He became a member of the first class to attend the Military Academy and later graduated from the Military Staff College.
In 1902 he joined the General Staff Office and was assigned to duty in Germany to pursue military studies. 'With the outbreak of the Russo-Japanese War he returned to Japan and served as a staff officer at the front. After the war, he was once more assigned to duty in Germany ( 1906—08 ) and in 1910 advanced to the rank of colonel. In 1911 he became a section chief in the Bureau of Military Affairs in the War Ministry and, under the direction of Chief of the Bureau of Military Affairs Tanaka Giichi (later war minister and prime minister), was active in setting up two new army divisions, attracting attention as a figure of importance in military circles.
In 1913, when the Yamamoto Gombei cabinet abolished the practice of filling the posts of minister of war and navy with officers on active duty, Ugaki opposed the move and distributed an anonymous pamphlet expressing his views. As a result he was for a time demoted to the post of regimental commander in Nagoya, but in 1915 was reassigned to duty as a section chief in the Bureau of Military Affairs. He advanced to the rank of major general, and in 1916', on the recommendation of Vice-Chief of the General Staff Tanaka, he became chief of the strategy division of the General Staff Office. In 1919 he became head of the Military Staff College and a lieutenant general and in 1921 became division commander in Himeji. The following year he became head of the main office of the Department of Military Education, in 1923 he became vice-minister of war (under Tanaka as minister of war), and in 1924 was appointed minister of war in the cabinet of Kiyoura Keigo, a post that he continued to hold in the Kato Takaaki and Wakatsuki Reijiro cabinets as well.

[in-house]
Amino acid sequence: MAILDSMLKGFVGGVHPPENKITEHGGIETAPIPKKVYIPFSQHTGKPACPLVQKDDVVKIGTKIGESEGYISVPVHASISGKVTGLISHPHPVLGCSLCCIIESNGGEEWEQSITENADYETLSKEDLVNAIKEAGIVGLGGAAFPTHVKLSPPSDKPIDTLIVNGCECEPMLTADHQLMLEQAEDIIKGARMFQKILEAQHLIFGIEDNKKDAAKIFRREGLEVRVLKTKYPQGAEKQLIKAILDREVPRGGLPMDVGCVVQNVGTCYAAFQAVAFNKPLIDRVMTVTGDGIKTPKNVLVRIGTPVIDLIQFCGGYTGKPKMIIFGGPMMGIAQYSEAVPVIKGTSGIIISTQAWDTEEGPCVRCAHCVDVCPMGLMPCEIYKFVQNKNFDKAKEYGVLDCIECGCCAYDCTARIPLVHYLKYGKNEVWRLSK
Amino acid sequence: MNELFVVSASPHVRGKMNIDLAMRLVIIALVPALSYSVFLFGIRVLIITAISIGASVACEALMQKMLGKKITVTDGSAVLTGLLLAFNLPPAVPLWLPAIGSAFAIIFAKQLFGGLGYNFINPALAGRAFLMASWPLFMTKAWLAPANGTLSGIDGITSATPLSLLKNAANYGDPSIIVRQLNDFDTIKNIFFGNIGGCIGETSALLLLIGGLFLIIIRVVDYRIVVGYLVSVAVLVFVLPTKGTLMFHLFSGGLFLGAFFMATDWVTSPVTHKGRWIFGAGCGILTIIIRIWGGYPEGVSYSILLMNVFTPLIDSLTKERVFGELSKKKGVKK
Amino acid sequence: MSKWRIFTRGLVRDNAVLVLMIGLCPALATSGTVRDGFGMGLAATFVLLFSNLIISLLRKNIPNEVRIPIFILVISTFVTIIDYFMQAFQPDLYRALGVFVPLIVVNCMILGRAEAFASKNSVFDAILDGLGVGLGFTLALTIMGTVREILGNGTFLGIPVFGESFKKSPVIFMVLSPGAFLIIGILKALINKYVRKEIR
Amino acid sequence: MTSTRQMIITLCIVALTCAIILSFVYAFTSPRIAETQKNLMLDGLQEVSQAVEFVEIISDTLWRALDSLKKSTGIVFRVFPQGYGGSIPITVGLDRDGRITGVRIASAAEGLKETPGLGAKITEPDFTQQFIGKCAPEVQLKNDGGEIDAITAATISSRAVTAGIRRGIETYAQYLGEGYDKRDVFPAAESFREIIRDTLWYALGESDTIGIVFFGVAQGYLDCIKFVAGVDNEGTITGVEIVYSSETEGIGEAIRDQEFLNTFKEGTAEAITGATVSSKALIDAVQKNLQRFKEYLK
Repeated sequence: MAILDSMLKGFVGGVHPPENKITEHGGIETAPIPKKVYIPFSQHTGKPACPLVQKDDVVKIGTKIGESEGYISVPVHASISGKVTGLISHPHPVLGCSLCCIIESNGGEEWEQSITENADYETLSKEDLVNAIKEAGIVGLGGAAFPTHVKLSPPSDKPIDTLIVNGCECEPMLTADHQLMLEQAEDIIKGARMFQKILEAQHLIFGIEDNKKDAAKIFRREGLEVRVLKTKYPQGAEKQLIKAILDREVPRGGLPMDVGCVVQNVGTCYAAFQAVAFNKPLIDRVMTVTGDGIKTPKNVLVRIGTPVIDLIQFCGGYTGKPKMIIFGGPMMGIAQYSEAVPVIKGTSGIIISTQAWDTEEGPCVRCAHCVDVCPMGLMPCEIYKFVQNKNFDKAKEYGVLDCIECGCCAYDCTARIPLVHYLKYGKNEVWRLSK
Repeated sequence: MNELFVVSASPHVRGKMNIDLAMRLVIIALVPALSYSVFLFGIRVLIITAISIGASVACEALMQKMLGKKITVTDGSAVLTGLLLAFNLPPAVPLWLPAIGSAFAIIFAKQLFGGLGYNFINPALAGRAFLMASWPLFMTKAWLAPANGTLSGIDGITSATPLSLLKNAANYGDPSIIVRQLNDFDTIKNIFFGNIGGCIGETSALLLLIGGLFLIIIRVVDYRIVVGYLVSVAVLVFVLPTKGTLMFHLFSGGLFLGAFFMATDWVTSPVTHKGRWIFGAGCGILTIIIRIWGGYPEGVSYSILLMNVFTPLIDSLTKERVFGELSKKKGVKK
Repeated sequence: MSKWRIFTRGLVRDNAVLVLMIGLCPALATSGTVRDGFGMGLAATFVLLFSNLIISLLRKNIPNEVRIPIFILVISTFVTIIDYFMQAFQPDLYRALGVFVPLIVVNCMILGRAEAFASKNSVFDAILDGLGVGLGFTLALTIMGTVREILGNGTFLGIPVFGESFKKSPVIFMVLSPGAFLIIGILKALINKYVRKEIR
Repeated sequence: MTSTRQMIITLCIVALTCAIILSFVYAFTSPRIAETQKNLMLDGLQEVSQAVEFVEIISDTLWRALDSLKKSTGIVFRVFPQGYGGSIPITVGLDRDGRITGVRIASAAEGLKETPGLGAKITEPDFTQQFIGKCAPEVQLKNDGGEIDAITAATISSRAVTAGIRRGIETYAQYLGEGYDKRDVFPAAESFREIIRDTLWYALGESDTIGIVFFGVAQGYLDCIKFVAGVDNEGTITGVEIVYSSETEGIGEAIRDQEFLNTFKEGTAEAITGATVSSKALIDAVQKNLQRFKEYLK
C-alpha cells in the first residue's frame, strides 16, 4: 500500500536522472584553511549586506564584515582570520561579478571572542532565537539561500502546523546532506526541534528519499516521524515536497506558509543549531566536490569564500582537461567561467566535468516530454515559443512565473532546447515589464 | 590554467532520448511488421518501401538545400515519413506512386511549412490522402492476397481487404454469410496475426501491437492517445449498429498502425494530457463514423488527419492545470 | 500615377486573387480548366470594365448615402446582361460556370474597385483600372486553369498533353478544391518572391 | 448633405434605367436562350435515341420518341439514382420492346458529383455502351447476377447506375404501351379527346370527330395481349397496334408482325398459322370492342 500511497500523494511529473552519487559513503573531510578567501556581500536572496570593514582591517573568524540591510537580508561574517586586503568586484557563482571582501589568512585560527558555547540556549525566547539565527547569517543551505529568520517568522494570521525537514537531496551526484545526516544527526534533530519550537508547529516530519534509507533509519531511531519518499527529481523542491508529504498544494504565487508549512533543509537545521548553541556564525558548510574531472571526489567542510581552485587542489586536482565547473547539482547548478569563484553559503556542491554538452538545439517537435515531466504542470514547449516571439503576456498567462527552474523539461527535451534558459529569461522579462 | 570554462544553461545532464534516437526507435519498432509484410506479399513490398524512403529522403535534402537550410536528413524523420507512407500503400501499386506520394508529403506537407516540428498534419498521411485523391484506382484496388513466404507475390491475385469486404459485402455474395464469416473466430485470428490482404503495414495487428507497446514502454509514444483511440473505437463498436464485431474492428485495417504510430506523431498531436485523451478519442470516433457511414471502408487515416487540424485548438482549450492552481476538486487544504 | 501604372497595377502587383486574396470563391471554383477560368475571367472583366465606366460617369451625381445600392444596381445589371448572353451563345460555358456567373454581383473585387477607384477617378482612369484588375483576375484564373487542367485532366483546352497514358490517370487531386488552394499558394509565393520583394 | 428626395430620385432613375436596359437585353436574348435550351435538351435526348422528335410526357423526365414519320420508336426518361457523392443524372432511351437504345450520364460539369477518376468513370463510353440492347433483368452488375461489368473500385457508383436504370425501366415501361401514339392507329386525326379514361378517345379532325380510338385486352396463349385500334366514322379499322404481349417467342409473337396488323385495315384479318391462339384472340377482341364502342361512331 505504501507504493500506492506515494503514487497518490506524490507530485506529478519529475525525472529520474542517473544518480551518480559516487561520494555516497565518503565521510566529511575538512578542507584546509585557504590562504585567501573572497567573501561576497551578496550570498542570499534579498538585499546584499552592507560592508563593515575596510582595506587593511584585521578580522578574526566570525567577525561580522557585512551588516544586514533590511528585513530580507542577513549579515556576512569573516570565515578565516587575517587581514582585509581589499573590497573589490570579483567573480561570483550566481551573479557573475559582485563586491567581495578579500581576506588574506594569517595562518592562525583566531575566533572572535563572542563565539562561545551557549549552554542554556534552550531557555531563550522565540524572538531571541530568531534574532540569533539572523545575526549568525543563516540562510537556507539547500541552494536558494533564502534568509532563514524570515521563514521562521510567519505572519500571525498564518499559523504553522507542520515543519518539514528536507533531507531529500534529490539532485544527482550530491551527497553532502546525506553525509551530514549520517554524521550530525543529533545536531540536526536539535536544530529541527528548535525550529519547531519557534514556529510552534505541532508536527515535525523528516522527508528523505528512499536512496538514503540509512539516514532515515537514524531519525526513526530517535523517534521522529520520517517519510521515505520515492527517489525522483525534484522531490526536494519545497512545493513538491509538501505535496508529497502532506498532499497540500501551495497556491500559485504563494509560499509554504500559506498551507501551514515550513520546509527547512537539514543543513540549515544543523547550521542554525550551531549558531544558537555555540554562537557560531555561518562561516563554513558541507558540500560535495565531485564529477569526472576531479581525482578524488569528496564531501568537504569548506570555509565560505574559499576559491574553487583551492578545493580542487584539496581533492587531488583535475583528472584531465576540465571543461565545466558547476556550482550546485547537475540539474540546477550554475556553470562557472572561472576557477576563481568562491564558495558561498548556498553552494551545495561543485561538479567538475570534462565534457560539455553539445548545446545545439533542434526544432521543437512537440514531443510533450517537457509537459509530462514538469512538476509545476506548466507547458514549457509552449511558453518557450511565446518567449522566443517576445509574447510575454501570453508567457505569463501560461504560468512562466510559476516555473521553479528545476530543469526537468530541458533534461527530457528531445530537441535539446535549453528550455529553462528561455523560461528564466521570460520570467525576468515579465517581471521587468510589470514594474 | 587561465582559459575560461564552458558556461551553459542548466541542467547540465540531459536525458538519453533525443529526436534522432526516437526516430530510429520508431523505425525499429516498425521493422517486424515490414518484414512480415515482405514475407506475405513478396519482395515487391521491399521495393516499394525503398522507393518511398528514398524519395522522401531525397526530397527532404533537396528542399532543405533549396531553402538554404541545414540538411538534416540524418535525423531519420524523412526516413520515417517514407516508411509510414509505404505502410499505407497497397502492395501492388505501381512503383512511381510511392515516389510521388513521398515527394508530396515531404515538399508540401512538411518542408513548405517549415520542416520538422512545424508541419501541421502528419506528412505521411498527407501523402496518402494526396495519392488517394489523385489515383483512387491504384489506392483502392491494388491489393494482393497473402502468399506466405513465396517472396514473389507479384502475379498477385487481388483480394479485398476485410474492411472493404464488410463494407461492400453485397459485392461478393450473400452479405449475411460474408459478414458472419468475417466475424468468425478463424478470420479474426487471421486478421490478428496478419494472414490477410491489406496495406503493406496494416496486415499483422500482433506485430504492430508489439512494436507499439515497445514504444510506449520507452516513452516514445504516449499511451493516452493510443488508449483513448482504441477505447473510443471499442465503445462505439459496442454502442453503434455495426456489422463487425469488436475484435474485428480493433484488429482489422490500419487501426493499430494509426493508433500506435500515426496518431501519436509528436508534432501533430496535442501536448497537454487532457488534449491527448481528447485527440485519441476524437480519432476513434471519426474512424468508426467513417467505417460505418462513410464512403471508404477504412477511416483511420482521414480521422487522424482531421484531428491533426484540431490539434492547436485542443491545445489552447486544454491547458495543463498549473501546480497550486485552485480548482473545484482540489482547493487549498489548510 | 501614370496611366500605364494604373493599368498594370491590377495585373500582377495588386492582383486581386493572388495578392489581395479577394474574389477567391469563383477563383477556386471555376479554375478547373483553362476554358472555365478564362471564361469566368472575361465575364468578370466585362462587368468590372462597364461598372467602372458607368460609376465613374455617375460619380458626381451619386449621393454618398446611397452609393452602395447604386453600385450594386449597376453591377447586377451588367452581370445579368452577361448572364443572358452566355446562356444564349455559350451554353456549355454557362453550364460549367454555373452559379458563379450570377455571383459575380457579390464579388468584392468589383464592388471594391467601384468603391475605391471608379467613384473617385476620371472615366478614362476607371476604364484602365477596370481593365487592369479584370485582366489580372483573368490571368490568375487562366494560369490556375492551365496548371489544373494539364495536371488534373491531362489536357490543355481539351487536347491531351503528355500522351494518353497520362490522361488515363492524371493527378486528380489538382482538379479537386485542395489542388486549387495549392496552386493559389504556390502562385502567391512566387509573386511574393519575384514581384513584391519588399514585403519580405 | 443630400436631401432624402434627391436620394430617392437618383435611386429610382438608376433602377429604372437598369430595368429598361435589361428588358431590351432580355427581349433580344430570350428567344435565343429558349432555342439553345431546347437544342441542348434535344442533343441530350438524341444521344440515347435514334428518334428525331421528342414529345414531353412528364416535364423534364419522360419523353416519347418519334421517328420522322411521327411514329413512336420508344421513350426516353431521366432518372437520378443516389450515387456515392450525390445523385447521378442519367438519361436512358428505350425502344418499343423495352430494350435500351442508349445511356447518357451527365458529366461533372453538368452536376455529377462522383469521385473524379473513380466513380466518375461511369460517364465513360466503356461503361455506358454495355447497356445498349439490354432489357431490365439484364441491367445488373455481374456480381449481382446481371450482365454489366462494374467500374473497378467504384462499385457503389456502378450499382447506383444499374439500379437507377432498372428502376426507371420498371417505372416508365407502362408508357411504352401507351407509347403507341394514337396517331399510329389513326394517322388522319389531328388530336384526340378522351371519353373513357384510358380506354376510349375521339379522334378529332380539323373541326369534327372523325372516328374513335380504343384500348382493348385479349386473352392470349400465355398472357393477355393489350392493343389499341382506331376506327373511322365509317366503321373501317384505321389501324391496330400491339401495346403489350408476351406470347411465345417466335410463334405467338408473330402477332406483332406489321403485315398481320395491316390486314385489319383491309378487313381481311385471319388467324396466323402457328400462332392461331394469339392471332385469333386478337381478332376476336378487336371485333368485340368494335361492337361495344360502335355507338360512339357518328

In 1929 he became minister of war in the Hamaguchi Osachi cabinet and gradually organized his own clique within the army, and in 1931 a coup d’etat was actually planned for the purpose of putting Ugaki in power, though it was called off before the date for execution (the so-called March incident). The same year, he was appointed governor-general of Chosen (Korea) and entered the reserve. He resigned the post in 1936 and in 1937 was ordered to form his own cabinet, but he met with violent opposition from the principal leaders of the army, and the plan came to nothing.
Following the outbreak of hostilities between China and Japan, he was appointed foreign minister after the reorganization of the Konoe Fumimaro cabinet in 1938, as well as minister of overseas affairs, and attempted to restore peace with China, but his efforts proved unsuccessful. Because of his opposition to the establishment of the Koain, he resigned after little more than four months in office. Thereafter, he retired from political life. At the conclusion of the Pacific War, he was barred from public office. In 1953, when the ban was ended, he ran for a seat in the Upper House of the Diet and received the largest number of votes of any candidate in the country. He was eighty-five at the time, but his health was failing, and he died three years later.